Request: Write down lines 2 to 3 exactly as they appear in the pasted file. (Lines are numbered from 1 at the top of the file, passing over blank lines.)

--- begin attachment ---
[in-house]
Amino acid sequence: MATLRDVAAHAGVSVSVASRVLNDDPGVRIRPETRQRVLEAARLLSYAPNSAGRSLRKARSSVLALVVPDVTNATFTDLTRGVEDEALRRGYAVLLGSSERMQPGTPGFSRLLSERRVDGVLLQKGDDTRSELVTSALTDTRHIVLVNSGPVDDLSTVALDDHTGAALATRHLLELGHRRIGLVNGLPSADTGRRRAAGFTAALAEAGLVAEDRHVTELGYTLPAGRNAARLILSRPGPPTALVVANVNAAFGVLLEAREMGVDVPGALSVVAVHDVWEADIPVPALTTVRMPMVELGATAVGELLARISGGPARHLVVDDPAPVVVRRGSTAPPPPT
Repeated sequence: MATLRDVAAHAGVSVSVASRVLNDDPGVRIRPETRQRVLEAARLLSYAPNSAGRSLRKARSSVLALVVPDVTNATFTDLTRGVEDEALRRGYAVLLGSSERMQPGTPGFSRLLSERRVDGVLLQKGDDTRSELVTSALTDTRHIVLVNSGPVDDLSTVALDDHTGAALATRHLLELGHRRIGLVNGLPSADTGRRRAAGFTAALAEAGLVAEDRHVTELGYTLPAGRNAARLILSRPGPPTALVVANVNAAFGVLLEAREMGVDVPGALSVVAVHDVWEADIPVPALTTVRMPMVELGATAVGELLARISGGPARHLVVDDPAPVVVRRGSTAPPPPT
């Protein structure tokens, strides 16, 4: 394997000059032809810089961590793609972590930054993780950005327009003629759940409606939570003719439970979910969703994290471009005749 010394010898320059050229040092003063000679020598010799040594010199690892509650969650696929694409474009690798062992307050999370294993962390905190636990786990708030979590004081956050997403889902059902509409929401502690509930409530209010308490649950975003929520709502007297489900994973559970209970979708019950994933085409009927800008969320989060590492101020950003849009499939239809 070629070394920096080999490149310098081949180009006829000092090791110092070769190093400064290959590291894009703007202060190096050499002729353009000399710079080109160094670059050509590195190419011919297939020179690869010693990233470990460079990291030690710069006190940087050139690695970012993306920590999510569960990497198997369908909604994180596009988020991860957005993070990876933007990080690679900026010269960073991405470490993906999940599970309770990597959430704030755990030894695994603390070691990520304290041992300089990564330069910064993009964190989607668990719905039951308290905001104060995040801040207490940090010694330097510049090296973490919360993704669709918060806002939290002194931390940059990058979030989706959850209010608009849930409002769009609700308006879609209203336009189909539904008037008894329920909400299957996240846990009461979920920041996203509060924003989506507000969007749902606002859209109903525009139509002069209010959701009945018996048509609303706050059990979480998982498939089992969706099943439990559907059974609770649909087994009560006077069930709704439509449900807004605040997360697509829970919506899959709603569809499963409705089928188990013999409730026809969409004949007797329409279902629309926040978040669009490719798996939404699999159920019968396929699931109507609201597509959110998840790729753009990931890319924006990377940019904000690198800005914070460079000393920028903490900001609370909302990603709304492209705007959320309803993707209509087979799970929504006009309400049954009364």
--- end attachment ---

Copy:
Amino acid sequence: MATLRDVAAHAGVSVSVASRVLNDDPGVRIRPETRQRVLEAARLLSYAPNSAGRSLRKARSSVLALVVPDVTNATFTDLTRGVEDEALRRGYAVLLGSSERMQPGTPGFSRLLSERRVDGVLLQKGDDTRSELVTSALTDTRHIVLVNSGPVDDLSTVALDDHTGAALATRHLLELGHRRIGLVNGLPSADTGRRRAAGFTAALAEAGLVAEDRHVTELGYTLPAGRNAARLILSRPGPPTALVVANVNAAFGVLLEAREMGVDVPGALSVVAVHDVWEADIPVPALTTVRMPMVELGATAVGELLARISGGPARHLVVDDPAPVVVRRGSTAPPPPT
Repeated sequence: MATLRDVAAHAGVSVSVASRVLNDDPGVRIRPETRQRVLEAARLLSYAPNSAGRSLRKARSSVLALVVPDVTNATFTDLTRGVEDEALRRGYAVLLGSSERMQPGTPGFSRLLSERRVDGVLLQKGDDTRSELVTSALTDTRHIVLVNSGPVDDLSTVALDDHTGAALATRHLLELGHRRIGLVNGLPSADTGRRRAAGFTAALAEAGLVAEDRHVTELGYTLPAGRNAARLILSRPGPPTALVVANVNAAFGVLLEAREMGVDVPGALSVVAVHDVWEADIPVPALTTVRMPMVELGATAVGELLARISGGPARHLVVDDPAPVVVRRGSTAPPPPT